Monday, 14 July 2008

Third Culture Ministry

Yesterday, our St David's morning church combined with the English-speaking congregation of a Korean church. Siloam Korean Presbyterian church normally uses the lecture halls of Australian Catholic University, just a block down the road from us. They've been booted out from there for a couple of weeks because the premises are being used for World Youth Day.
Yesterday, St David's ran the meeting, and I preached. The service went off - it was stacks of fun. Next Sunday, the Koreans will run the meeting, one of them will preach - and we get to sit back and enjoy.
After church, one of the St David's people said to me "you seemed to have a rapport with the Koreans in your preaching". I shrugged it off. I did get a positive vibe while I preached, and the sermon went down well - but I didn't feel any special connection.
It was only later on that I realised - of course - most of the Koreans are third culture kids. Just like me.
Third Culture Kids are those who are born to immigrants, or - like me - immigrate when young, and get significantly formed by their new nation. Unlike our parents, we don't identify exactly with our nation of origin. We're sometimes embarrassed by the more traditional elements of our home culture - especially if our parents become hyper-conservative, which often happens to first-generation immigrants. But we don't identify exactly with our host nation either. We're embarrassed by some more radical elements of Western culture, and, over against it, find comfort in some elements of our home culture.
So we're neither here nor there. Neither "ethnic" nor "Aussie". When we're in one group, people identify us as the other - Aussies think we're really ethnic, while our family and friends think we're really Western. We're actually neither - we're a third culture.
I wonder if SBM is really a third-culture subcontinental ministry? The core group is comprised exclusively of young people from an Indian or Sri Lankan background who have grown up here. At a recent leader's meeting, we briefly pondered the fact that we seem to be good at reach "Westernised Curries", but not so good at reaching international students. They're not third culture, they're still first culture - very Indian or Sri Lankan. SBM is also different to the group of older Indians and Sri Lankans to whom my parents minister at their church, St John's Parramatta. That group came to Australia as adults. They too are not third, but first culture - very Indian or Sri Lankan.
This doesn't make SBM illegitimate. Just different. Maybe we should add another S to the front - Second-generation Subcontinental Bible Ministry. Reaching international students, and older people from the subcontinent, may for us still be a cross-cultural ministry. Again, none of this make the ministry illegitimate. Just different.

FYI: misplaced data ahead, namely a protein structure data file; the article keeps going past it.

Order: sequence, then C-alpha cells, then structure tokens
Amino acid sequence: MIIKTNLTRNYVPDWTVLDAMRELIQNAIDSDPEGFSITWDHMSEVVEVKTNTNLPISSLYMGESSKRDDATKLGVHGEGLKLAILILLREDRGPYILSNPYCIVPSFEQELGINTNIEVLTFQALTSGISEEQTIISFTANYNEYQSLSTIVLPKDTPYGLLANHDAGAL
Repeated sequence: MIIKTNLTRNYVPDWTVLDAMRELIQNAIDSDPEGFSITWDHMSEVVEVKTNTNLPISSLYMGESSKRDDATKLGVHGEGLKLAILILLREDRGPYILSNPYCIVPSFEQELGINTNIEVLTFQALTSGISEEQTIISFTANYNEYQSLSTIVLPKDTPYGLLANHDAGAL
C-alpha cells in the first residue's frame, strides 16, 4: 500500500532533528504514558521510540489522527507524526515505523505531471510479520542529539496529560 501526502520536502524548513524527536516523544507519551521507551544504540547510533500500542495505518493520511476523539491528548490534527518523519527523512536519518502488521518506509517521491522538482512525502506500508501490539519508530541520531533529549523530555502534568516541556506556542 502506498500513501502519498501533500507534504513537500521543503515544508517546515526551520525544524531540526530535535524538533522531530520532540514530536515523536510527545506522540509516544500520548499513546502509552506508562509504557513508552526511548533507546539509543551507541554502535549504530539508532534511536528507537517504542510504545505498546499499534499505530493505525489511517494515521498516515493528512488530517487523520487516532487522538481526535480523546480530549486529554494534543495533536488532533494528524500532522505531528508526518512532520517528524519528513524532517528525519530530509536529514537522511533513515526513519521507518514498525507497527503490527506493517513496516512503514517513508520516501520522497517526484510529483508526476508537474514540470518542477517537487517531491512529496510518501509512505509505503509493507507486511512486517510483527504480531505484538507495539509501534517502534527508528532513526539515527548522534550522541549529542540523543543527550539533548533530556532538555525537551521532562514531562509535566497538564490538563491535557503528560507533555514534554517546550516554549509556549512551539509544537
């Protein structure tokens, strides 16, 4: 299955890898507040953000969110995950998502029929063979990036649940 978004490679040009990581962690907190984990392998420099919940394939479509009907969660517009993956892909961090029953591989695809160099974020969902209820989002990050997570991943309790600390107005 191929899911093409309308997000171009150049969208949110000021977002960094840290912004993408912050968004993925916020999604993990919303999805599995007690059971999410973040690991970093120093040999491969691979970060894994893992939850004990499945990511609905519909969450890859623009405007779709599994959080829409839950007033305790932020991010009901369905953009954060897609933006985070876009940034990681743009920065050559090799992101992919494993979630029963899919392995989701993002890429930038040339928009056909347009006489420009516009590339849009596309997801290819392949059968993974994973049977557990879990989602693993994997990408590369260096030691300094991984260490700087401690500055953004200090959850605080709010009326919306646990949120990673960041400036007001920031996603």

We may have more in common with Siloam Korean Presbyterian church than we think...

4 comments:

Roger Gallagher said...

Hi Kamal,

Reaching third culture kids will become an important part of St John's ministry in the future. Already most of the kids attending SMURF, the youth group founded to minister to kids whose parents attend the 9:30 English-speaking service, have parents who speak Cantonese. I've noticed that most of the Indians & Sri Lankans attending the 9:30 service either don't have kids, or have young kids. This means that we'll have to minister to third culture kids from two or more ethnic backgrounds in the future.

Sash said...

It took me ages to realise that I was a TCK ( not til I went to SMBC actually!) I can totally relate to your comments about not being totally Aussie or Indian - I have picked and choose which elements I want into a new hybrid culture combining the laid-backness of the West with the cultural/traditional elements of the East. Even today, my ch back in Sydney is sparse on the Asians....although we are pretty mixed with other cultures.
My biggest regret is not having any Indian (or even Sri Lankan:-)) brothers and sisters in Christ as I began my walk, to mentor me and talk me through cultural issues vs faith issues. This is what we endeavour to encourage converts here(in Bali) to do , that becoming a Xian does not mean you sacrifice your own culture but seek to redeem what can be redeemed from that culture.

Erin said...

I wrote about this as well not that long ago, but looking at third culture kids from a returned missionary kids perspective.

At times we forget about all the different cultures we have in our church we arn't even aware of.

Kamal Weerakoon said...

Here's Erin's blog: http://purplefrangipani.blogspot.com/2008/07/because-i-grew-up-in-vanuatu.html